At the same time in her cosy but comfortable West Hollywood apartment, Georgie also hung up the phone. Despite her soothing words to Rosie and her air of competent control of the situation, she was feeling far from optimistic. She knew she had to do some serious thinking, planning, and ultimately successfully accomplish a mission that by rights should not be hers in the first place. She went over to the couch and sat down, in the process dislodging Stevens her cat from his favorite comfort spot. Stevens looked annoyed but settled himself in Georgie’s lap, then looked up at her expectantly as if to say, “Don’t just sit there, woman. Either pet me or feed me.”
Georgie, who lived alone and liked it that way, absently stroked Stevens, her longtime companion, whom she often talked to and didn’t consider as a pet but rather more of a roommate. Stevens was big and gray and, when curled up in a comfortable spot, which he usually was, resembled nothing more than a large gray plush throw pillow.
As she absently stroked him and listened to his reassuring purr, she began to express her anxiety out loud. “Now what,” she asked Stevens, “has that fool man gone and done now? What has he got himself into? And more important, how could he run off and leave a sweet little girl like Rosie without even lettin’ her know what’s goin’ on?” This hadn’t been the first time, however. Something like this had happened before, she reflected. There had been times, when he was on location scouting or shooting, that Gil had consumed a bit too much of the sauce and been tempted by the inevitable pretty young thing who would do anything to get a break in Hollywood. He had occasionally been found sleeping it off in hotel rooms and even residences not his own, and had been retrieved by various members of the cast and crew only after a long and sometimes difficult search. Georgie only hoped that this was the extent of it this time as well.
Coming to a quick decision, she stood and unceremoniously dumped a loudly protesting Stevens from her lap. Noticing that he hit the carpet with a louder sound than usual she remarked to him, “I do believe, Stevens, that we gonna have to put you on a diet. You gettin’ entirely too fat, cat.” Then she reached down and somewhat mollified him by scratching behind his ears. “But,” she continued, “that ain’t surprisin’. After all, you fit right in with all the other fat cats in Hollywood.”
She went to the kitchen and returned with a dish of water in one hand and a plate of Stevens’s favorite canned salmon in the other, then placed them down on the carpet before him, much as a servant would serve her master. Straightening up, she pointed a finger at him as he looked at her questioningly. “That’s gonna have to hold you until at least tonight,” she informed him, “maybe tomorrow.” Stevens, who was very definitely of the Live for Today variety of cat, took no notice of her admonition but turned his full attention on the food and drink.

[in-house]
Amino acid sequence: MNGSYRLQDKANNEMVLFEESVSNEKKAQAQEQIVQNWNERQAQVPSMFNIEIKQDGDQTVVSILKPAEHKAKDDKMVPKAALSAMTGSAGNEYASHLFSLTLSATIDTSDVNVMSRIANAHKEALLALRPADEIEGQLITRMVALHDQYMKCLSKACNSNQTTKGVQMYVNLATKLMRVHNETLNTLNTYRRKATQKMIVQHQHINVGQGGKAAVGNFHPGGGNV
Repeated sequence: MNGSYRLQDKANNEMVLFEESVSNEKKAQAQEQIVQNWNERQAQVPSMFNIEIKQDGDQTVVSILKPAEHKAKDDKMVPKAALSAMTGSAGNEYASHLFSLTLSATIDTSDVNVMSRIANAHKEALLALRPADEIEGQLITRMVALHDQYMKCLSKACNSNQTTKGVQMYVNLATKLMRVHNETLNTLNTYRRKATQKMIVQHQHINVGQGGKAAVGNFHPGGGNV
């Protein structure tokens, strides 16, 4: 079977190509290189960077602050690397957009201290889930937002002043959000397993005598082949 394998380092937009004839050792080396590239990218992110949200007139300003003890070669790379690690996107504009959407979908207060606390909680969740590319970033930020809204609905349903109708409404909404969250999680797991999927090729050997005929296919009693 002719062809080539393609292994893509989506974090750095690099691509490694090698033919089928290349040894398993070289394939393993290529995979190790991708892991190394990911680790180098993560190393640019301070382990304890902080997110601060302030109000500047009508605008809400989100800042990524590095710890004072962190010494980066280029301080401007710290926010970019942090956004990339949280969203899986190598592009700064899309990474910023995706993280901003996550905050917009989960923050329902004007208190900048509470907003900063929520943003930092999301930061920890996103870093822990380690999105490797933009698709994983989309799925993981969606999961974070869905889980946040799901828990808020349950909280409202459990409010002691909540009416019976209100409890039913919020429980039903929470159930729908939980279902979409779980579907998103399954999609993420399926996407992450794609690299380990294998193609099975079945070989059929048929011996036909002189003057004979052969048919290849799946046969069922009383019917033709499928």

Georgie then went into the bedroom, which was the only other room in her small apartment, and hurriedly packed an overnight bag. Then, bidding Stevens a hasty but unnoticed farewell, she left her apartment and went around to the parking spaces at the rear of the building, jumped into her 1992 gold Mustang GT convertible, and sped toward the offices of FineHall Productions.
Arriving within fifteen minutes, she parked her car in her designated space and hurried up to the tenth floor suite without incident. Once in the reception area she first went over to her desk and removed a large Rand McNally California Highway atlas. Stuffing that into her large tote bag which she carried with her at all times, she briefly wondered if she should alert anyone else as to the situation. She decided not to for two very clear and distinct reasons: One, she needed more information about what the situation actually was, and two, like almost everyone else in the small production company, she was deathly afraid of giving Natalie any bad news. That can wait, she thought with a slight shudder, and fervently hoped it would not be necessary.
Crossing over to the safe she opened it and withdrew two thousand dollars of the petty cash, leaving only a little over a thousand. Might have to grease a few palms, she thought grimly, while closing and locking the safe again. She stuffed the envelope containing the bills into her tote bag as well and then retraced her steps back to the building’s parking lot, jumped into her car, and within moments was on the freeway heading for Las Claritas.